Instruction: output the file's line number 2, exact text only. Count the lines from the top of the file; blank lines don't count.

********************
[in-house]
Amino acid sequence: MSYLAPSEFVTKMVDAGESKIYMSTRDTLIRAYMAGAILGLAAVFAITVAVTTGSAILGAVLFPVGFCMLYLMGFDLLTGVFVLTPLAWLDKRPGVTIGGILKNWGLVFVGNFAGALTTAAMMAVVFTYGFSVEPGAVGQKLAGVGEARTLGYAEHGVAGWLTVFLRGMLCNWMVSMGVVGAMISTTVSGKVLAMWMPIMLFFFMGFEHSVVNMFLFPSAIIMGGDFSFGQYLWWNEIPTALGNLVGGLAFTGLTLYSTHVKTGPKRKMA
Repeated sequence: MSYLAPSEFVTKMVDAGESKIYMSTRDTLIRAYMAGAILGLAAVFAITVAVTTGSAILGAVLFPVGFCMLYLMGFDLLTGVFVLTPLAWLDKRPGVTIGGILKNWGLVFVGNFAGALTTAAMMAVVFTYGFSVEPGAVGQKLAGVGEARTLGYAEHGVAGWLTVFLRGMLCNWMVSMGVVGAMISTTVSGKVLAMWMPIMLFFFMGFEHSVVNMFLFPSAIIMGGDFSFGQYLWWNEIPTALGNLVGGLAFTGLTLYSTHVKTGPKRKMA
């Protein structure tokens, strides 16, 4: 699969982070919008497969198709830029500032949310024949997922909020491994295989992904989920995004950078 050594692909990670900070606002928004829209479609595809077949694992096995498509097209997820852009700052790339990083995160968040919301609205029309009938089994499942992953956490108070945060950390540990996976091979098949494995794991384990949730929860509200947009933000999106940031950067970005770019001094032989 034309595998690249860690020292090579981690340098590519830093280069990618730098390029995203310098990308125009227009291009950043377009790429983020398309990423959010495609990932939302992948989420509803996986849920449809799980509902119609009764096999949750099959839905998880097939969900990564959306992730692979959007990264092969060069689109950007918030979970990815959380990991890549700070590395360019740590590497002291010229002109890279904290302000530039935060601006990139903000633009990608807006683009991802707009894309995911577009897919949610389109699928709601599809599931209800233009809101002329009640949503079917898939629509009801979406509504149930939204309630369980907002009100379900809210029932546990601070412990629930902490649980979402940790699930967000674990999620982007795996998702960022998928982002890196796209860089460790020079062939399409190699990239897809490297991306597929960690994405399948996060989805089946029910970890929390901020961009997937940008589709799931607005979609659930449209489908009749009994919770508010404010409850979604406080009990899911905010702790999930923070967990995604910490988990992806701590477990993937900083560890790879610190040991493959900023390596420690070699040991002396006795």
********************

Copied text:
Amino acid sequence: MSYLAPSEFVTKMVDAGESKIYMSTRDTLIRAYMAGAILGLAAVFAITVAVTTGSAILGAVLFPVGFCMLYLMGFDLLTGVFVLTPLAWLDKRPGVTIGGILKNWGLVFVGNFAGALTTAAMMAVVFTYGFSVEPGAVGQKLAGVGEARTLGYAEHGVAGWLTVFLRGMLCNWMVSMGVVGAMISTTVSGKVLAMWMPIMLFFFMGFEHSVVNMFLFPSAIIMGGDFSFGQYLWWNEIPTALGNLVGGLAFTGLTLYSTHVKTGPKRKMA